“Each of you is perfect the way you are … and you can use a little improvement.” ― Shunryu Suzuki
Happy new year, we say, as the earth, at a hundred thousand miles an hour, whips a full ellipse around the sun. Happy new day, headlines claim, in whatever side sees the starshine and billions of beings blink on, rub their eyes, and stare at the ceiling as if it was the start of something.
One of my favourite koans to puzzle over took place between Hyakujo and Baso, who startled some wild geese as they walked by. “Where did they go,” Baso asked his student. “They flew away, Master”, Hyakujo answered. Baso grabbed Hyakujo’s nose, twisted it. “They didn’t go anywhere!” he yelled. At this, Hyakujo had a realization: he needed a change. Get a girlfriend or something. Hanging out with Baso was getting weird.
The whole world is shouting. Baso, the tap of your heart, the purr of planes overhead. Every movement an arrow towards some unfound place, reminding us that we have always been here, like the geese.
Happy new instant.
It’s always been this way. The world’s always been on fire, fear about to outpace hope, love seemingly swallowed by death, our darkest notions locked ferociously to our brightest nature, the power to illuminate ourselves married to the one to immolate. And yet we are here, all of us, together, always have been despite a million odds against it. So what do we do?
Pay attention. That’s it, really. To our experience, what beats through our body, for it has lived a million million times, and is right now, whether we will it or not, catapulting us all like bright, hot stars into a place more beautiful and terrific than our deepest dream.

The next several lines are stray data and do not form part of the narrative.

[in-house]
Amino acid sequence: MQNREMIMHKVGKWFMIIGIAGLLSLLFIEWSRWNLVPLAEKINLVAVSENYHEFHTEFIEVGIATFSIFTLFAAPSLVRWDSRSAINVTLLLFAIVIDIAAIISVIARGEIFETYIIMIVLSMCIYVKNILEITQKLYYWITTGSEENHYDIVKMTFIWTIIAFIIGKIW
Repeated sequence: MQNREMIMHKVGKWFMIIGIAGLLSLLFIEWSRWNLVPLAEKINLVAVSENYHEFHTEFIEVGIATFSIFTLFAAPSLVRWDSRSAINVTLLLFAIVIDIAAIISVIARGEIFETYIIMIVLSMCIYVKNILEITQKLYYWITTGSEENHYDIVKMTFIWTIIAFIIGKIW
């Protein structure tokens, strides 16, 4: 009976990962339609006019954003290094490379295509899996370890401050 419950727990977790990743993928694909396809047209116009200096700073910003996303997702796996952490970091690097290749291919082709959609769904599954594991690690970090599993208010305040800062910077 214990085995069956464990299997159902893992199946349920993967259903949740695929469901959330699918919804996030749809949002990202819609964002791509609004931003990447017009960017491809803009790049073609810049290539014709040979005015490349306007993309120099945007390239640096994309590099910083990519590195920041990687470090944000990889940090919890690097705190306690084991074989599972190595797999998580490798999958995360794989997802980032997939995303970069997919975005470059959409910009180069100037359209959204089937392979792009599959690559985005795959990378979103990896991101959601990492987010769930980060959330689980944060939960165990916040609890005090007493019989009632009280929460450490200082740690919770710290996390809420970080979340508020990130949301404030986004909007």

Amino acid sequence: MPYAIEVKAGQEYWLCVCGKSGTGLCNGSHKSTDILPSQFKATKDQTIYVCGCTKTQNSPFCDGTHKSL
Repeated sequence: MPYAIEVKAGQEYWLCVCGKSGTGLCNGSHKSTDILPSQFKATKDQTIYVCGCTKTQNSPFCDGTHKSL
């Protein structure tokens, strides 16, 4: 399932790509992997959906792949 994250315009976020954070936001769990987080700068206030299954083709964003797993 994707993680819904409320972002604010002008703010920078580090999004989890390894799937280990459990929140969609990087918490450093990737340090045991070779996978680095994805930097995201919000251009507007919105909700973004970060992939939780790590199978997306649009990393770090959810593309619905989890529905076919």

We devote January, at the CEC, to concentration, the eternal beginning. We spend the month pouring our attention at our attention, directing it again and again towards the spot, falling forever in front, where each beginning is welded to its end, perfect as it is.
And in need of improvement. Our lives, the relationships that make them. The mud from our past clinging to our cleanest feeling. The planet, its hurt rivers and oceans. It’s ok, don’t worry, we’ll get there. If we pay attention, we can see that what we need has always been at hand.
Once, I watched Thich Nhat Hanh explain death to a dervish of 5 year olds. They twisted, wrestling, at his feet. He smiled, took a matchbox from the table next to him, struck it aflame.
“This fire is your father,” he said. They stopped, panting.
“And, this candle is you” he added, pointing at one on the table beside him. He held the match as it burned down, and with the last of the fire, lit the wick, set it down on the lip of the candle holder until it sputtered flat.
“So, is your father dead, or is he alive in you?”
Alive. Alive. Alive.
He went on. Clouds, rain, river, his tea. He took a sip. No beginning, no end, only this. They understood.
“Now go play.”
He turned his attention to us, the children who knew too much.
School starts Monday, explorers. Now go play.